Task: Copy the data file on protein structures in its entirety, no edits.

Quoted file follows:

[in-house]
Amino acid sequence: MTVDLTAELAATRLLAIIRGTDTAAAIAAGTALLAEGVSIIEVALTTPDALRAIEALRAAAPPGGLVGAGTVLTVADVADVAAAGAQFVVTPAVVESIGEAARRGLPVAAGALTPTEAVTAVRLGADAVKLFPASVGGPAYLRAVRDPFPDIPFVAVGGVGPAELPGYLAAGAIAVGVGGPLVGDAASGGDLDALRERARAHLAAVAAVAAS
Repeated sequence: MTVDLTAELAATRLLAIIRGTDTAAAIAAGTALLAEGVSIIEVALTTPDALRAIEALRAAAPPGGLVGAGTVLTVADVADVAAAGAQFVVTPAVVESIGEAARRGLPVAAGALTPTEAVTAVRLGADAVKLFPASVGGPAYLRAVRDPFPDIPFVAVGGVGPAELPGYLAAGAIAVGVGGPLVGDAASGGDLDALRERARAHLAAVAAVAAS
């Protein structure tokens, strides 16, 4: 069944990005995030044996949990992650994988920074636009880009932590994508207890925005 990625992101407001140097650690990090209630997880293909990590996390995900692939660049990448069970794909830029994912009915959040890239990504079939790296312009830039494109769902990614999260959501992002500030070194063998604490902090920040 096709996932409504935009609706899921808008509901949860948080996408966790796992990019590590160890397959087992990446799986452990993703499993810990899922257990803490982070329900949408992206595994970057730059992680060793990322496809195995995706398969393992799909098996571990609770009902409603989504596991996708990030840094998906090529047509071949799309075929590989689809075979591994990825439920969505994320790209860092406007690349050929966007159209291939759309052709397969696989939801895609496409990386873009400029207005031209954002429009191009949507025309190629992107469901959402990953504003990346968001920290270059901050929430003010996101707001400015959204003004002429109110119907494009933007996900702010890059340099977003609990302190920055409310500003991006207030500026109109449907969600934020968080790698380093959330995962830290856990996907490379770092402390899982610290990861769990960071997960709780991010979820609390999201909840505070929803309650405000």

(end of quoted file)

[in-house]
Amino acid sequence: MTVDLTAELAATRLLAIIRGTDTAAAIAAGTALLAEGVSIIEVALTTPDALRAIEALRAAAPPGGLVGAGTVLTVADVADVAAAGAQFVVTPAVVESIGEAARRGLPVAAGALTPTEAVTAVRLGADAVKLFPASVGGPAYLRAVRDPFPDIPFVAVGGVGPAELPGYLAAGAIAVGVGGPLVGDAASGGDLDALRERARAHLAAVAAVAAS
Repeated sequence: MTVDLTAELAATRLLAIIRGTDTAAAIAAGTALLAEGVSIIEVALTTPDALRAIEALRAAAPPGGLVGAGTVLTVADVADVAAAGAQFVVTPAVVESIGEAARRGLPVAAGALTPTEAVTAVRLGADAVKLFPASVGGPAYLRAVRDPFPDIPFVAVGGVGPAELPGYLAAGAIAVGVGGPLVGDAASGGDLDALRERARAHLAAVAAVAAS
């Protein structure tokens, strides 16, 4: 069944990005995030044996949990992650994988920074636009880009932590994508207890925005 990625992101407001140097650690990090209630997880293909990590996390995900692939660049990448069970794909830029994912009915959040890239990504079939790296312009830039494109769902990614999260959501992002500030070194063998604490902090920040 096709996932409504935009609706899921808008509901949860948080996408966790796992990019590590160890397959087992990446799986452990993703499993810990899922257990803490982070329900949408992206595994970057730059992680060793990322496809195995995706398969393992799909098996571990609770009902409603989504596991996708990030840094998906090529047509071949799309075929590989689809075979591994990825439920969505994320790209860092406007690349050929966007159209291939759309052709397969696989939801895609496409990386873009400029207005031209954002429009191009949507025309190629992107469901959402990953504003990346968001920290270059901050929430003010996101707001400015959204003004002429109110119907494009933007996900702010890059340099977003609990302190920055409310500003991006207030500026109109449907969600934020968080790698380093959330995962830290856990996907490379770092402390899982610290990861769990960071997960709780991010979820609390999201909840505070929803309650405000």